The fact that all of our educational video content is developed specifically to meet the requirements of the curriculum – and not simply video of a general educational nature, and because we are able to provide such a valuable form of online testing – again specifically developed originally to help continue the learning process, we are well aware that our service offers a significantly better educational solution than  those other websites simply providing collections of video of just a general educational nature. So in providing a service that truly has a potential global audience, we recently made the decision to launch a fund-raising that would bring in equity investors to give us the financial strength to market our online subscription service, much more effectively. (more…)


29th
Jan 2011

Visual Learning for Hearing Impaired Students

Subtitled Videos for Education of the Hearing Impaired Child

We begin this fifth article in the series about Visual Learning by stating the obvious, that educational videos that have been developed specifically to teach the K12 curriculum, and that purposely provide dedicated subtitles, provide an improved, effective and enjoyable way of delivering learning and education for the hearing impaired student or the child with hearing difficulties, and will encourage self-motivation towards a continuation of that learning experience. Or in simple terms, the hearing impaired student will enjoy this new and more meaningful way of learning, and as a result they are going to want to continue using it.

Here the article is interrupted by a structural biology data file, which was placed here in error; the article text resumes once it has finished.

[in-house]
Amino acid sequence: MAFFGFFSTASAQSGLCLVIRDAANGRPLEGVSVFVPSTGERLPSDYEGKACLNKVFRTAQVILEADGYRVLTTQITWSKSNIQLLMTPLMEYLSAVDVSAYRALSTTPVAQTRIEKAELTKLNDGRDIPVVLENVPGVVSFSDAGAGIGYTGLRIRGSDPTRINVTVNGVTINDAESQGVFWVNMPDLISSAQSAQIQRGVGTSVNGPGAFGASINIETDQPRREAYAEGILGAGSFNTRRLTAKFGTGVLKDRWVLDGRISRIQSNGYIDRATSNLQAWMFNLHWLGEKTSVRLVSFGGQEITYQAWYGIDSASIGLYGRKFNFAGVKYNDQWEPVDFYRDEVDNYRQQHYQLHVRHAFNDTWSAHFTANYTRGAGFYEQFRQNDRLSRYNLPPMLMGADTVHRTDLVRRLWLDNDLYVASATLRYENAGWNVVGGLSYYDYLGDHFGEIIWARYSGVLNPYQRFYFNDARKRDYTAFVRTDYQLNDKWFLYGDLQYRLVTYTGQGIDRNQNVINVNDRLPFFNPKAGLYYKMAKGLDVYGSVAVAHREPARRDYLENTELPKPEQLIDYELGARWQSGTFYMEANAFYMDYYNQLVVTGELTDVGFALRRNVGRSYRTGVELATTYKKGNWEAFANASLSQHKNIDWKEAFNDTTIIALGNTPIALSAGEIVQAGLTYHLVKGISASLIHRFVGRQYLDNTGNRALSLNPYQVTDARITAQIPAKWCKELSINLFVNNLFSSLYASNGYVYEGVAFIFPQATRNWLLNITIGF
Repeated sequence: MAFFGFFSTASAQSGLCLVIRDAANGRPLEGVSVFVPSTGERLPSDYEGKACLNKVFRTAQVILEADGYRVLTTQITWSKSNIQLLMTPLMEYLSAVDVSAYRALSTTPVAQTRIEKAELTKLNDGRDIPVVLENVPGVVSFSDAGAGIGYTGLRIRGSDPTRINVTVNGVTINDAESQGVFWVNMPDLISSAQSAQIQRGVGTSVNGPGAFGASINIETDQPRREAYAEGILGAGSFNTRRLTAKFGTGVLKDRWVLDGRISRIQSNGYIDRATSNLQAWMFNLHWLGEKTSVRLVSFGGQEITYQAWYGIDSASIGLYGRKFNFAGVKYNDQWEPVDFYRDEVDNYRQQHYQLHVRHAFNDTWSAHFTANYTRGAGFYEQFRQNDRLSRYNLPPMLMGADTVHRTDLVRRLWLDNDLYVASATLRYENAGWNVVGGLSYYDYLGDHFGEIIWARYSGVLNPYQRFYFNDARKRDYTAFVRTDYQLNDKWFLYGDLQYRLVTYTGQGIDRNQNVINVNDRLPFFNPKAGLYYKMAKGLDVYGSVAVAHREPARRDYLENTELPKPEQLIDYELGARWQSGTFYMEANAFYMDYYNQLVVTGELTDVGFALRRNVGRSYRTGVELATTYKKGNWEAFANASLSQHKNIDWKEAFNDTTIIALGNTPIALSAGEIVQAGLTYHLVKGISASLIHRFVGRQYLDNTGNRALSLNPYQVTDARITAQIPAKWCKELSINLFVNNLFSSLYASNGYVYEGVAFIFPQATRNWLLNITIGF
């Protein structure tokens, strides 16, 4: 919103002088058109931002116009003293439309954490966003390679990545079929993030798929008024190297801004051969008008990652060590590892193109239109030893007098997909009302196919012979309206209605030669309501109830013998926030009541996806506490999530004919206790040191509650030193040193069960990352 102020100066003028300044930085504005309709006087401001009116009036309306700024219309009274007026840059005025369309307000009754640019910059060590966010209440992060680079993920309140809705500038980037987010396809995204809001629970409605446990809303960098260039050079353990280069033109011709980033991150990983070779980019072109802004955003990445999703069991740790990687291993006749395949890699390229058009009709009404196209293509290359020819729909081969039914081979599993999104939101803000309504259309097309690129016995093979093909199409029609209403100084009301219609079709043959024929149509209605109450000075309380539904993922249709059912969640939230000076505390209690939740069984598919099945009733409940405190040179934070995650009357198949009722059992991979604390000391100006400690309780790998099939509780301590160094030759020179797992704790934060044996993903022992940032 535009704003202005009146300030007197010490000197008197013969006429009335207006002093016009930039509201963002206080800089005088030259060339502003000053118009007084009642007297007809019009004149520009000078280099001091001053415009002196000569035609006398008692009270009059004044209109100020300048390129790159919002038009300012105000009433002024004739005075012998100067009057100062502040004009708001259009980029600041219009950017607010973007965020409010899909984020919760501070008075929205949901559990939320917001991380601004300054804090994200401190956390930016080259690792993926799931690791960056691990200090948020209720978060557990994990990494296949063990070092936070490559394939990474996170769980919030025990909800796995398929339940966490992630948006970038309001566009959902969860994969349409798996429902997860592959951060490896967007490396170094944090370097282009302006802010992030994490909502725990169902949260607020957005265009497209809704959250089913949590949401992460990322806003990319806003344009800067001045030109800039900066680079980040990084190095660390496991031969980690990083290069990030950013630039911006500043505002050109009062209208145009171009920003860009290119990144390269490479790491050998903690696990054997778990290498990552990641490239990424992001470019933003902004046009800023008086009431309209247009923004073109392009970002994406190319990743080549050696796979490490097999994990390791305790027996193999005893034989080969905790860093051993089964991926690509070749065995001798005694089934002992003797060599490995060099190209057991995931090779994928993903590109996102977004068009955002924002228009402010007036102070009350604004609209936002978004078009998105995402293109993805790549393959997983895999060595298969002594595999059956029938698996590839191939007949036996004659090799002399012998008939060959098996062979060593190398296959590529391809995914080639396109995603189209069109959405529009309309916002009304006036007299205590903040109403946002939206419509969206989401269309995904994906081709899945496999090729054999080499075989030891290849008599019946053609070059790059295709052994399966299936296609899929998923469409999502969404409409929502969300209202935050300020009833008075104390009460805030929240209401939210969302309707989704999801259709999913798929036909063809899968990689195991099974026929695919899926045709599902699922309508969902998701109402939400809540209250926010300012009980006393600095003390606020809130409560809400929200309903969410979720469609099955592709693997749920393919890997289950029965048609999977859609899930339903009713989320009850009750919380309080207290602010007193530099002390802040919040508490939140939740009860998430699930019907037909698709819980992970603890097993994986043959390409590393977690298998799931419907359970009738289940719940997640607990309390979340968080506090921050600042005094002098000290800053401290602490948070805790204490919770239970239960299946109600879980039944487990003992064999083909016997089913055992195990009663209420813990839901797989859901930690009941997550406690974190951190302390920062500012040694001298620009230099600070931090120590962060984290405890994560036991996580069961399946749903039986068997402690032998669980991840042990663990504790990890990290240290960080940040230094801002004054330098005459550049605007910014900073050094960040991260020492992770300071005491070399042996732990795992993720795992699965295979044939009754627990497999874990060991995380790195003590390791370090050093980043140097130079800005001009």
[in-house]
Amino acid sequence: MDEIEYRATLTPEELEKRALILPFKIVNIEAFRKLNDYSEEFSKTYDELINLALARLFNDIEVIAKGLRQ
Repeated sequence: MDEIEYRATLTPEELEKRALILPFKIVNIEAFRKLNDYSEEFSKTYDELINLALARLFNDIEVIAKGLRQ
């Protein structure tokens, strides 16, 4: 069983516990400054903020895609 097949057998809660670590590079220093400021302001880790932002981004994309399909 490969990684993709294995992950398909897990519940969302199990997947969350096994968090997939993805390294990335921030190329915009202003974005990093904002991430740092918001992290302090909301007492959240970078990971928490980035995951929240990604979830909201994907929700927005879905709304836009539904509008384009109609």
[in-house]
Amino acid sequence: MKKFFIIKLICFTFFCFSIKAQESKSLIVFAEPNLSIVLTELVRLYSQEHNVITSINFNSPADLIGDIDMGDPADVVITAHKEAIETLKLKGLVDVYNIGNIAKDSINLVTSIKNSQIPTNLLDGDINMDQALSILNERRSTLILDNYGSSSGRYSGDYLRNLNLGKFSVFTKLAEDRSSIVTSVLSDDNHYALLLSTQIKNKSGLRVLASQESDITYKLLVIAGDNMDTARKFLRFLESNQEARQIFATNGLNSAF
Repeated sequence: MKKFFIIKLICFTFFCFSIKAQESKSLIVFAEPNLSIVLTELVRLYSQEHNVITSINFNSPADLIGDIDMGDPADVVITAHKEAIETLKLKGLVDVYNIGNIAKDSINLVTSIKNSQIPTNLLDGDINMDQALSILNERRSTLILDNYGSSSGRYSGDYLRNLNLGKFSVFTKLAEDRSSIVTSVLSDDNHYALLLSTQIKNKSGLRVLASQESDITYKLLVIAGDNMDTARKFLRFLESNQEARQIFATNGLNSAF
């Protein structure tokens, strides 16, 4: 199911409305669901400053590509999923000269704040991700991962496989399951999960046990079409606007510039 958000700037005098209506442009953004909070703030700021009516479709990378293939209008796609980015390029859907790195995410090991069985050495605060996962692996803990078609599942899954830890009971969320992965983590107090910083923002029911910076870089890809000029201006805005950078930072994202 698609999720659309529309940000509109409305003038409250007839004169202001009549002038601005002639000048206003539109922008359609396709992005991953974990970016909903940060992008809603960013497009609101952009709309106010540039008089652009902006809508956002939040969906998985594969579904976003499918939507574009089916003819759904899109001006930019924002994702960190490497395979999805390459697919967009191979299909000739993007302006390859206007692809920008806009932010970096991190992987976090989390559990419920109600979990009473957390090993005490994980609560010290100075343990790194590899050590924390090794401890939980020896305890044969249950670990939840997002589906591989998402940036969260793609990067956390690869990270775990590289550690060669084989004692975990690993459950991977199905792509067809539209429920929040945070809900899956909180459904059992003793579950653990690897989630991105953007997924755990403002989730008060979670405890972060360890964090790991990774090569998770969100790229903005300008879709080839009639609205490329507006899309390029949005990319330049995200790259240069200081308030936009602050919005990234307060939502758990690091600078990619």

Children generally benefit greatly from Visual Learning. The use of educational video introduces that important element of fun to the learning process, it delivers the curriculum content in a graphical format that makes learning interesting, it enables and encourages them to learn at their own speed thereby enabling them to achieve their greatest potential, it provides a more compelling alternative to the textbook that often does little to inspire or motivate the student, and it provides them with what can be best described as their own virtual teacher complete with STOP and START buttons.